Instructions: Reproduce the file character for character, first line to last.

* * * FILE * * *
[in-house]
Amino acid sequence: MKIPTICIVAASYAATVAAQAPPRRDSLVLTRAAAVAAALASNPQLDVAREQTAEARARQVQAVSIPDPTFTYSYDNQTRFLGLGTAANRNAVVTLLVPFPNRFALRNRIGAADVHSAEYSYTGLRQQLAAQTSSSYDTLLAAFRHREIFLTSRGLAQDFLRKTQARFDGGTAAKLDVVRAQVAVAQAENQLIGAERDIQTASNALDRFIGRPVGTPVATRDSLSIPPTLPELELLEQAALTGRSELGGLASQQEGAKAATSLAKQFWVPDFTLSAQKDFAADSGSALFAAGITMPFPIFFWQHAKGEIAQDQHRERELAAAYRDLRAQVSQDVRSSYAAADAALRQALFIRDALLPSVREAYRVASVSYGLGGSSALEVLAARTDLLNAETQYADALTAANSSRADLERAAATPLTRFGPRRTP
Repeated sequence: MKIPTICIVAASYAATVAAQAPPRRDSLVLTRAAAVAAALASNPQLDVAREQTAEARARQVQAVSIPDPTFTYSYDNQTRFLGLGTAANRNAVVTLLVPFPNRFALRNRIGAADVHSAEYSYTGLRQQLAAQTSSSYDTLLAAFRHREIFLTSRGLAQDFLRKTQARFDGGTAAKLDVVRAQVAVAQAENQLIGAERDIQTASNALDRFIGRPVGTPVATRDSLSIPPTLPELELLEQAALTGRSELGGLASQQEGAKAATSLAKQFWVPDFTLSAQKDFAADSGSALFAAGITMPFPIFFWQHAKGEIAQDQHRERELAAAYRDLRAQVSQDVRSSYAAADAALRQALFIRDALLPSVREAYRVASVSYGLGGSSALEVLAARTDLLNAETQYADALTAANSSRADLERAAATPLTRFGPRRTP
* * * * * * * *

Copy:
[in-house]
Amino acid sequence: MKIPTICIVAASYAATVAAQAPPRRDSLVLTRAAAVAAALASNPQLDVAREQTAEARARQVQAVSIPDPTFTYSYDNQTRFLGLGTAANRNAVVTLLVPFPNRFALRNRIGAADVHSAEYSYTGLRQQLAAQTSSSYDTLLAAFRHREIFLTSRGLAQDFLRKTQARFDGGTAAKLDVVRAQVAVAQAENQLIGAERDIQTASNALDRFIGRPVGTPVATRDSLSIPPTLPELELLEQAALTGRSELGGLASQQEGAKAATSLAKQFWVPDFTLSAQKDFAADSGSALFAAGITMPFPIFFWQHAKGEIAQDQHRERELAAAYRDLRAQVSQDVRSSYAAADAALRQALFIRDALLPSVREAYRVASVSYGLGGSSALEVLAARTDLLNAETQYADALTAANSSRADLERAAATPLTRFGPRRTP
Repeated sequence: MKIPTICIVAASYAATVAAQAPPRRDSLVLTRAAAVAAALASNPQLDVAREQTAEARARQVQAVSIPDPTFTYSYDNQTRFLGLGTAANRNAVVTLLVPFPNRFALRNRIGAADVHSAEYSYTGLRQQLAAQTSSSYDTLLAAFRHREIFLTSRGLAQDFLRKTQARFDGGTAAKLDVVRAQVAVAQAENQLIGAERDIQTASNALDRFIGRPVGTPVATRDSLSIPPTLPELELLEQAALTGRSELGGLASQQEGAKAATSLAKQFWVPDFTLSAQKDFAADSGSALFAAGITMPFPIFFWQHAKGEIAQDQHRERELAAAYRDLRAQVSQDVRSSYAAADAALRQALFIRDALLPSVREAYRVASVSYGLGGSSALEVLAARTDLLNAETQYADALTAANSSRADLERAAATPLTRFGPRRTP